Daniel Green LFF

BFI London Film Festival 2011: The best films of LFF

After two-and-a-half weeks of cinema heaven, he 55th BFI London Film Festival came to a close this past Thursday with the UK premiere of Terence Davies’ The Deep Blue Sea. It also marked the final LFF for Sandra Hebron, who steps down as the festival’s Artistic Director after nine successful years at the healm, to be replaced by Clare Stewart, an Australian who ran the Sydney Film Festival for five years. To commemorate this changing of the guard, here’s our  roundup of the best (and worst) films to have screened at LFF this year. We’re already looking forward to 2012!

Daniel Green 

Top 5 Films: 
1. We Need to Talk About Kevin: An extremely strong contender for film of the year, Ramsay adaptation of Lionel Shriver’s is dark, expressive and engaging in equal measures. Two standout performances from Tilda Swinton as besieged mother Eva and Ezra Miller as Kevin himself will hopefully lead to a number of Oscar nods. 

2. The Descendants: After a seven year hiatus, About Schmidt (2002) and Sideways (2004) director returned to screens with the superb Hawaiin family drama-comedy The Descendants, featuring an outstanding, multi-layered performance from Hollywood icon George Clooney. Funny, moving and impeccably directed, Payne is back with a bang. 
3. The Artist: What more can be said about Michael Hazanavicius’ endlessly enjoyable love-letter to silent cinema? Supreme, expressive performances from the central cast, coupled with a classical tale of burning ambition and lusting desire suggest that The Artist could go all the way at next year’s Academy Awards.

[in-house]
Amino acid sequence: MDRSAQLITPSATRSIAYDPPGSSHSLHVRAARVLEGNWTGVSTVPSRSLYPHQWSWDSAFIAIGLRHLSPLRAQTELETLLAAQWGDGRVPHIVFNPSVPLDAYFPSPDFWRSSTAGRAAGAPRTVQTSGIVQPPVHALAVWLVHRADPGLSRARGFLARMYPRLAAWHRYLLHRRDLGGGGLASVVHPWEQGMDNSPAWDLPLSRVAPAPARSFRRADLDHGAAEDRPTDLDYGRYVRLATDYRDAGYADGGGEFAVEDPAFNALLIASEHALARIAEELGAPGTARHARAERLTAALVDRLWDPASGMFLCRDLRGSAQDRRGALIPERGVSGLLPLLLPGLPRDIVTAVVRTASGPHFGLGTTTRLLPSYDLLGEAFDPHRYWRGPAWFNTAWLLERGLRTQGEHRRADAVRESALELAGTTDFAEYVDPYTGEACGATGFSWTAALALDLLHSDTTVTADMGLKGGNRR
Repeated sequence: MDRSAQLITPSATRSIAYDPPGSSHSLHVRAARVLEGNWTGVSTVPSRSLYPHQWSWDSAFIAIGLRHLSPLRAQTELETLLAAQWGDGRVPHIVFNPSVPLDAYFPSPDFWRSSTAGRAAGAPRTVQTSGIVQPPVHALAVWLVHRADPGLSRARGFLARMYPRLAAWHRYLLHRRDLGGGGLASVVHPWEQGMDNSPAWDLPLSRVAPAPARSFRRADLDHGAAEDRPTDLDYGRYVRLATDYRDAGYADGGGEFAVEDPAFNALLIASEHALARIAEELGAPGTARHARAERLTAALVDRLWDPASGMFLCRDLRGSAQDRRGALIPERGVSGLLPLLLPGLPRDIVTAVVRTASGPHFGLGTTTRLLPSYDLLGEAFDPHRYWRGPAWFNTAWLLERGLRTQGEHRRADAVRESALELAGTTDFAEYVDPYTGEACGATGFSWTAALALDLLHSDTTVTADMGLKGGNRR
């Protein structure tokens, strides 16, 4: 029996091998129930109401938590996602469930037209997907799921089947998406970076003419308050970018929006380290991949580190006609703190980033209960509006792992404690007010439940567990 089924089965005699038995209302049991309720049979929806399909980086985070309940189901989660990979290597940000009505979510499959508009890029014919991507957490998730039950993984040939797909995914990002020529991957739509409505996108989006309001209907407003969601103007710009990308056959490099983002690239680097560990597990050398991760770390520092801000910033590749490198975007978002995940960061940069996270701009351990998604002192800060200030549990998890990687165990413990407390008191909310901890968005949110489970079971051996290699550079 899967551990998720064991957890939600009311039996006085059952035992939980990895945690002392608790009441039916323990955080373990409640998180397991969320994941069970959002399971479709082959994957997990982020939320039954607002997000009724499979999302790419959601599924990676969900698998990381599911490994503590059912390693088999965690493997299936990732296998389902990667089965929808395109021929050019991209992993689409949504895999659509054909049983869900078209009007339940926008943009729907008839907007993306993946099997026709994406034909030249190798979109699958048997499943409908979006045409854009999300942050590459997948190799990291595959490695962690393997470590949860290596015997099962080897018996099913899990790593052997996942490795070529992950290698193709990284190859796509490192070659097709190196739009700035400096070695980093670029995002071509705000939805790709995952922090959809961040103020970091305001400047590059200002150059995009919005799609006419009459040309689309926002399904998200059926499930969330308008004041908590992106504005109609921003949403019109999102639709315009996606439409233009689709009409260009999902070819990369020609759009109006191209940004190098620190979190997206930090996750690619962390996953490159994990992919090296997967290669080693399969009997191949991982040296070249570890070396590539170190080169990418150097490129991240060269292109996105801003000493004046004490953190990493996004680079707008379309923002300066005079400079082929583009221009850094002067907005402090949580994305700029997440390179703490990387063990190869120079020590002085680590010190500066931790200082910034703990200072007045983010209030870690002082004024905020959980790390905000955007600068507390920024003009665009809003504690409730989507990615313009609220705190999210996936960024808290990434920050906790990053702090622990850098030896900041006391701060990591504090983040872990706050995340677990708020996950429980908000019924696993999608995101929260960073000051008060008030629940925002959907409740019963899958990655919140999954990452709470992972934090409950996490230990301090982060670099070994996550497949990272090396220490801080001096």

4. Once Upon a Time in Anatolia: Ceylan’s magnificent meditation on crime and punishment within the Anatolian foothills is a unique experience, perfectly blending existentialist questioning with off-centre comedy. Despite strong performances throughout, it is the Turkish landscape that is the true star of the film. 
5. Shame: McQueen once again looked to Michael Fassbender to command his latest film’s central role, and the actor truly embodies protagonist Brandon, a high-flying businessman in New York struggling to balance caring for his sister with his crippling sex addiction. Shame is a moody, beautifully shot British effort. 

Best Director:
Alexander Payne (The Descendants)
Best Performance:
George Clooney (The Descendants)
Notable Mention:
Viggo Mortensen (A Dangerous Method)
Worst Film:
360 (dir. Fernando Meirelles, Brazil)

Patrick Gamble 

Top 5 Films: 
1. The Artist: Hazanavicius has lovingly recreated both the feel and tone of silent cinema, creating a beautiful celebration of the medium through effortless editing techniques and a sublime use of lighting. The Artist is a joyous and enchanting adventure into the golden age of Hollywood that’s impossible not to fall madly in love with.
2. We Need to Talk About Kevin: Based on Lionel Shriver’s hugely popular novel, Lynne Ramsay’s We Need to Talk About Kevin is a visually sumptuous, meticulously acted and highly ambitious literary adaptation. One of the most shocking, draining, yet beautifully crafted film’s to ever grace the big screen.
3. The Kid With a Bike: Directed by two time Palme d’Or-winning Belgium duo Jean-Pierre and Luc Dardenne, The Kid with a Bike continues their remarkably consistent sibling partnership. A a beautifully shot tragedy depicting the crippling effects of paternal rejection.
4. Without: Nominated for the Sutherland Award at this year’s LFF, Mark Jackson’s Without is a slow-burning drama which came completely out of left field. The film’s pace may have put many off, but what they missed is an unnerving, darkly comic and deeply chilling meditative study of human behaviour.
5. She Monkeys: Swedish director Lisa Aschan’s remarkably assured debut feature She Monkeys is a hormonally-charged, coming-of-age drama, depicting the conflict between two competitive teenage girls. Whilst by no means perfect, She Monkeys is full of remarkable camera work, beautiful cinematography and an impressively provocative soundtrack.

Best Director:
Lynne Ramsay (We Need to Talk About Kevin)
Best Performance:
Anton Adasinskiy (Faust)
Notable Mention:
Uggie – the wonder dog from The Artist
Worst Film:
Target (dir. Alexander Zeldovich, Russia)

For more BFI London Film Festival 2011 coverage, simply follow this link.

Daniel Green